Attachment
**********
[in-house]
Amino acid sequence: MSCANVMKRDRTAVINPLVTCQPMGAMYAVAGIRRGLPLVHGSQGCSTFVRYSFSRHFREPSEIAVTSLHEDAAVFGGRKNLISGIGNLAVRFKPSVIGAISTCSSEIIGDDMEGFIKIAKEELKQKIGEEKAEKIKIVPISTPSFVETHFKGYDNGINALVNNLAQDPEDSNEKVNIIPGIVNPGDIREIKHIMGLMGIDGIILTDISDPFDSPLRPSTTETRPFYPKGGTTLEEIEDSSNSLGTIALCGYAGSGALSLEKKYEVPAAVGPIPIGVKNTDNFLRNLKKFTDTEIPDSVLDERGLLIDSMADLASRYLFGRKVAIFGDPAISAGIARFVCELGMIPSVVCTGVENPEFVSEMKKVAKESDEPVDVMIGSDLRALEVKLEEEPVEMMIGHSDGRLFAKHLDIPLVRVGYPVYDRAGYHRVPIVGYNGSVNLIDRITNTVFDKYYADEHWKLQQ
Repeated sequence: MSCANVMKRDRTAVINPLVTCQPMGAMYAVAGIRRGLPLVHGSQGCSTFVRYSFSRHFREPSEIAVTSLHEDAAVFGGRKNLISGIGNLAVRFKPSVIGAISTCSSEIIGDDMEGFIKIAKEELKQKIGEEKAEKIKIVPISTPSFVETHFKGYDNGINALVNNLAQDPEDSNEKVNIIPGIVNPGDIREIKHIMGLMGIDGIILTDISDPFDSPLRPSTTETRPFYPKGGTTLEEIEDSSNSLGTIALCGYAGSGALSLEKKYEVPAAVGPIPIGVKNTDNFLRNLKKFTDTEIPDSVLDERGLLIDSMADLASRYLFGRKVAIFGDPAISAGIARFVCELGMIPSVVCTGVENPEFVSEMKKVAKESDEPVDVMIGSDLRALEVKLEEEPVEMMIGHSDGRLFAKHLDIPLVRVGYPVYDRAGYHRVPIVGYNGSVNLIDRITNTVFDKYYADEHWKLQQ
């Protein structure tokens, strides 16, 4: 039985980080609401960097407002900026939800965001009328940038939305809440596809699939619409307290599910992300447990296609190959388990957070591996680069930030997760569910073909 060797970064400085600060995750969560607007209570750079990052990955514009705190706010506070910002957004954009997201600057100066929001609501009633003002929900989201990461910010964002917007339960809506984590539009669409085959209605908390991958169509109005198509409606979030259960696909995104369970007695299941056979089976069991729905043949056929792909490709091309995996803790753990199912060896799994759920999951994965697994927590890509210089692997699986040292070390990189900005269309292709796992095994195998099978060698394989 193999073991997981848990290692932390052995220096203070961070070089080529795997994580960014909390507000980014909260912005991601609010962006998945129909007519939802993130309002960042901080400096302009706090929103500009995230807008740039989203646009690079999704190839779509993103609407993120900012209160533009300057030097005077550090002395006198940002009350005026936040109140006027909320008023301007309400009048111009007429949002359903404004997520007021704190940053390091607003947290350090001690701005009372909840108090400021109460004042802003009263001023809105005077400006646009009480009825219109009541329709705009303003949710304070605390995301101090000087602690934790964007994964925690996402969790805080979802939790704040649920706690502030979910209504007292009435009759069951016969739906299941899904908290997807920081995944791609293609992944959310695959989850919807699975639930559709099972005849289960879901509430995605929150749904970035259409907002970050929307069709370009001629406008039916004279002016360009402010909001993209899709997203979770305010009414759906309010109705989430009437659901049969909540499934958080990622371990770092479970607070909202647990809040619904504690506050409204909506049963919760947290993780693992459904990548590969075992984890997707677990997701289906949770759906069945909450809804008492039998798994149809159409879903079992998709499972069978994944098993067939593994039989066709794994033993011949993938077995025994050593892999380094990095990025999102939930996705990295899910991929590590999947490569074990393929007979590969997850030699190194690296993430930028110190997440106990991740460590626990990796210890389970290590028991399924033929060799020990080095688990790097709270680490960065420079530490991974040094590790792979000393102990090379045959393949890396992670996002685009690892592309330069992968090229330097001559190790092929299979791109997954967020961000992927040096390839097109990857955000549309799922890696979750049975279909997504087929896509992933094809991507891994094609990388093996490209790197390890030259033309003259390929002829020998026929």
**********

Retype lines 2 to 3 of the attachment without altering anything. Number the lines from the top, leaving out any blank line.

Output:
Amino acid sequence: MSCANVMKRDRTAVINPLVTCQPMGAMYAVAGIRRGLPLVHGSQGCSTFVRYSFSRHFREPSEIAVTSLHEDAAVFGGRKNLISGIGNLAVRFKPSVIGAISTCSSEIIGDDMEGFIKIAKEELKQKIGEEKAEKIKIVPISTPSFVETHFKGYDNGINALVNNLAQDPEDSNEKVNIIPGIVNPGDIREIKHIMGLMGIDGIILTDISDPFDSPLRPSTTETRPFYPKGGTTLEEIEDSSNSLGTIALCGYAGSGALSLEKKYEVPAAVGPIPIGVKNTDNFLRNLKKFTDTEIPDSVLDERGLLIDSMADLASRYLFGRKVAIFGDPAISAGIARFVCELGMIPSVVCTGVENPEFVSEMKKVAKESDEPVDVMIGSDLRALEVKLEEEPVEMMIGHSDGRLFAKHLDIPLVRVGYPVYDRAGYHRVPIVGYNGSVNLIDRITNTVFDKYYADEHWKLQQ
Repeated sequence: MSCANVMKRDRTAVINPLVTCQPMGAMYAVAGIRRGLPLVHGSQGCSTFVRYSFSRHFREPSEIAVTSLHEDAAVFGGRKNLISGIGNLAVRFKPSVIGAISTCSSEIIGDDMEGFIKIAKEELKQKIGEEKAEKIKIVPISTPSFVETHFKGYDNGINALVNNLAQDPEDSNEKVNIIPGIVNPGDIREIKHIMGLMGIDGIILTDISDPFDSPLRPSTTETRPFYPKGGTTLEEIEDSSNSLGTIALCGYAGSGALSLEKKYEVPAAVGPIPIGVKNTDNFLRNLKKFTDTEIPDSVLDERGLLIDSMADLASRYLFGRKVAIFGDPAISAGIARFVCELGMIPSVVCTGVENPEFVSEMKKVAKESDEPVDVMIGSDLRALEVKLEEEPVEMMIGHSDGRLFAKHLDIPLVRVGYPVYDRAGYHRVPIVGYNGSVNLIDRITNTVFDKYYADEHWKLQQ